In the developed world, we’re hyperaware of the prominent role technology plays in our lives.
The term ‘technology’ is complex and Murphie and Potts (2003) suggest it has now been generalised to the point of abstraction, as ‘an overarching system that we inhabit’ (p. 4). In any case, technology is dynamic, as is culture. Culture – another term with many intricacies and social attachments – might be seen as a reflection of a society’s views, values and ideas. Yet as Murphie and Potts note, ‘the internet is at once a technological, a cultural, a political and an economic phenomenon’ (p. 9).
This is because technology and culture are interdependent and two major schools of thought have emerged out of the many discussions and theories on their relationship.
‘…treats technologies in isolation, as if they come into existence of their own accord and proceed to mould societies in their image’ (Murphie & Potts, 2003, p. 17).
Commonly known as the view of Marshall McLuhan, technological determinism is both a popular attitude and theoretical position in which technology is seen as the agent of change. Coined by social scientist Thorstein Veblen in the 1920s, technological determinism sees technology as an independent factor with its own properties, course of development and consequences, and technological change as autonomous and removed from social pressures. Furthermore, technological determinism suggests the successful implementation of technical innovation can generate a whole new type of society.
Thought of as a prophet of digital networking, McLuhan’s basic premise is that all technologies are extensions of human capacities. His infamous statement ‘the medium is the message’ suggests the cultural significance of media lies not in their content, but in the way they alter our perception of the world. While still defining history by technological change, Josh Myrowitz added that the key to a medium’s cultural effect is in the way it conveys information. He suggests that the Victorian era culture – print culture – was a time of secrets, which now has become a culture of exposure where society is perhaps more excited by the act of exposure than the secrets actually exposed. This, of course, has been perpetuated by digital networking and technological change.
Alternatively, cultural materialism situates technologies in their social and culture context. A pioneer in this school of thought is Raymond Williams, who suggests McLuhan’s ‘reductionist’ version of cultural history is ‘an attempted cancellation of all other questions about it [technology] and its uses’ (cited in Murphie and Potts, 2003, p. 18).
Williams looks for the particular circumstances into which technologies are introduced and at the political and economic decision-making behind new technologies.
MacKenzie and Wajcman (1988) agree, saying ‘a new device merely opens a door; it does not compel one to enter’ (cited in Murphie and Potts, 2003, p. 20). They identify the relationship between technology and society as not simply cause and effect, but rather an ‘intertwining’ of the two.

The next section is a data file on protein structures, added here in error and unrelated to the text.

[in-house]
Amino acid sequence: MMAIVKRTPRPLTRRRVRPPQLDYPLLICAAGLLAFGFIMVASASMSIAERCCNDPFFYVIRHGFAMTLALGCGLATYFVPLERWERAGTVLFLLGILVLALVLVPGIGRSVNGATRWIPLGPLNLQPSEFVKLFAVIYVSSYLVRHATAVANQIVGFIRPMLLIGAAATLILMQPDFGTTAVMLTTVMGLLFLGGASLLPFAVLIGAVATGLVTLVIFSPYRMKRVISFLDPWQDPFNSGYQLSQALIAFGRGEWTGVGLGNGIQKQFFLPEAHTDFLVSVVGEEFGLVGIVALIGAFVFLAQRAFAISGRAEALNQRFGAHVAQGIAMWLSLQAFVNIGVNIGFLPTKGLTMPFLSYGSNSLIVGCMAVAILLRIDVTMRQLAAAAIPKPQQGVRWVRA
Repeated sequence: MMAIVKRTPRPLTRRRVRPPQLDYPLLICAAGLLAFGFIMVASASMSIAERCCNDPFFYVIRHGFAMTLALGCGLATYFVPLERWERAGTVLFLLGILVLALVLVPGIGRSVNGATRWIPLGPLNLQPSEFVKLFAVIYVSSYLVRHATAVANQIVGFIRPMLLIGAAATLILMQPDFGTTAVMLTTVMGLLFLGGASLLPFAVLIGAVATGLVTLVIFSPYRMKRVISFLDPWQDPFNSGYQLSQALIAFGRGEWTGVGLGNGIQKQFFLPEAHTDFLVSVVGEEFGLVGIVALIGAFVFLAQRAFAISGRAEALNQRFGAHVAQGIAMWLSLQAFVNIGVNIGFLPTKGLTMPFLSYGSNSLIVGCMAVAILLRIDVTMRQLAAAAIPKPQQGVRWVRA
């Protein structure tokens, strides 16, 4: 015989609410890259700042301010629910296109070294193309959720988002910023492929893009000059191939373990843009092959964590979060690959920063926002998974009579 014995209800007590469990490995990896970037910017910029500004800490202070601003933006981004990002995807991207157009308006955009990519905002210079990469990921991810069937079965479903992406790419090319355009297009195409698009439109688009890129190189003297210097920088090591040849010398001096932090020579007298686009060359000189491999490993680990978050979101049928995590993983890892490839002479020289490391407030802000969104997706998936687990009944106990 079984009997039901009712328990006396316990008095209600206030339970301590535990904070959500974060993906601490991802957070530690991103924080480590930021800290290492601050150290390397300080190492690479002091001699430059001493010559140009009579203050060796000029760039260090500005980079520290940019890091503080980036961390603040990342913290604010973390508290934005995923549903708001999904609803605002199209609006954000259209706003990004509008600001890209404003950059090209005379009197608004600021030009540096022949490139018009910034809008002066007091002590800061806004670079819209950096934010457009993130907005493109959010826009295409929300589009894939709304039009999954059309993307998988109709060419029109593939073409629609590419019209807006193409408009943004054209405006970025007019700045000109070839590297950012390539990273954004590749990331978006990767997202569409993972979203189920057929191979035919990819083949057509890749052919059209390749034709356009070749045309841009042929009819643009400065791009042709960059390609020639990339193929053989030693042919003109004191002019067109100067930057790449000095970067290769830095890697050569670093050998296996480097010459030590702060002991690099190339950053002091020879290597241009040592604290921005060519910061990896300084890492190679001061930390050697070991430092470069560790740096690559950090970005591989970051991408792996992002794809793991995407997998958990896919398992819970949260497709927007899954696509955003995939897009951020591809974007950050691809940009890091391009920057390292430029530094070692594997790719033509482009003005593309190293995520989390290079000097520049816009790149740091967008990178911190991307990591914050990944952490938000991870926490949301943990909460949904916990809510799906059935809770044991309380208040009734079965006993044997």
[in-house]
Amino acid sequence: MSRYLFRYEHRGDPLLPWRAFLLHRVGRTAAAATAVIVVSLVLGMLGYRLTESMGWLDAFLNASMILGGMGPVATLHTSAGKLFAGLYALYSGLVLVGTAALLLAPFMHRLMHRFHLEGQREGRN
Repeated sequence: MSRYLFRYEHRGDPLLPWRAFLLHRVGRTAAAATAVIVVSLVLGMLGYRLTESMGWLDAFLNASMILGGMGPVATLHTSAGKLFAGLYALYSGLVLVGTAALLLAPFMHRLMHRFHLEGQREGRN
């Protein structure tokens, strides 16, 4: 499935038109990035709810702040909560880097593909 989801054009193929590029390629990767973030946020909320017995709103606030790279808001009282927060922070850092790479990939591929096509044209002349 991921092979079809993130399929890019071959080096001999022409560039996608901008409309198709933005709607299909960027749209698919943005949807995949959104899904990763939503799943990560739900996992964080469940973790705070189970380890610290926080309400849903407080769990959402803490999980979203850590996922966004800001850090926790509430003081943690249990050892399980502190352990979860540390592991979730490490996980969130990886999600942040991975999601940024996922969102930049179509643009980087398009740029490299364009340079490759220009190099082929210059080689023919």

Personally, I quite identify with Stephen Hill, who in his 1989 publication The Tragedy of Technology writes:
‘Technological change… is not, by itself, productive of social change. Instead, the direction of change is a product of the particular alignment between the technological possibilities and the society and culture that exists.’
The preexisting culture would take into account patterns of ownership, class relations, gender relations, the role of advertising and public relations, and the flux of social attitudes and beliefs, each contributing to the way in which technologies are developed, introduced, used and even resisted.
Murphie and Potts (2003) also make reference to ‘technophobia’, an anxiety towards new technologies which Mark Bosnan estimates affects up to a third of the industrialised world. I think this is a critical point as the extent to which and ways technologies are welcomed by different groups and individuals is inherently related to the age, stage of life and state of mind one is in when new technologies are introduced.
The other critical point within the first chapter of the Murphie and Potts publication is the question of whether technology in itself, is neutral.
They note ‘Technologies operate and are operated upon, in a complex social field’ (p. 22), each bringing great possibilities for both destruction, and innovation and progress. However, to further question technology’s neutrality, the authors propose the example of gun control.
The conservative argument that ‘Guns don’t kill people, people kill people’, is a political position proposing that gun technology itself is neutral; that it is the way it is used – either responsibly or irresponsibly – that counts. The counterargument is that the gun’s very presence alters (and I’d add, escalates) a situation.
Finally, Murphie and Potts consider ‘machinic’ thought as a certain technological ‘flow’ we become a part of.
Technologies are as much relations between cultural and physical forces as they are objects [which] means that technologies can be studied not only in terms of their specific form, but also in terms of their function and their various contexts (p. 31).
‘Flows’ have emerged and sustained themselves throughout history in accordance with new technologies. But Murphie and Potts say that it is in our contemporary world that ‘our thought and culture have finally aligned themselves with flow… that which technology does best’ (p. 32).
While this is just the bare bones of theoretical understandings of technology and its relationship to culture, I’m certain each school of thought has its own merits and downfalls, as do individual technologies. However, I’d suggest one only has to travel – perhaps not as far as you’d think – to experience the difference living in a culture less-goverened by technology, has upon one’s way of life.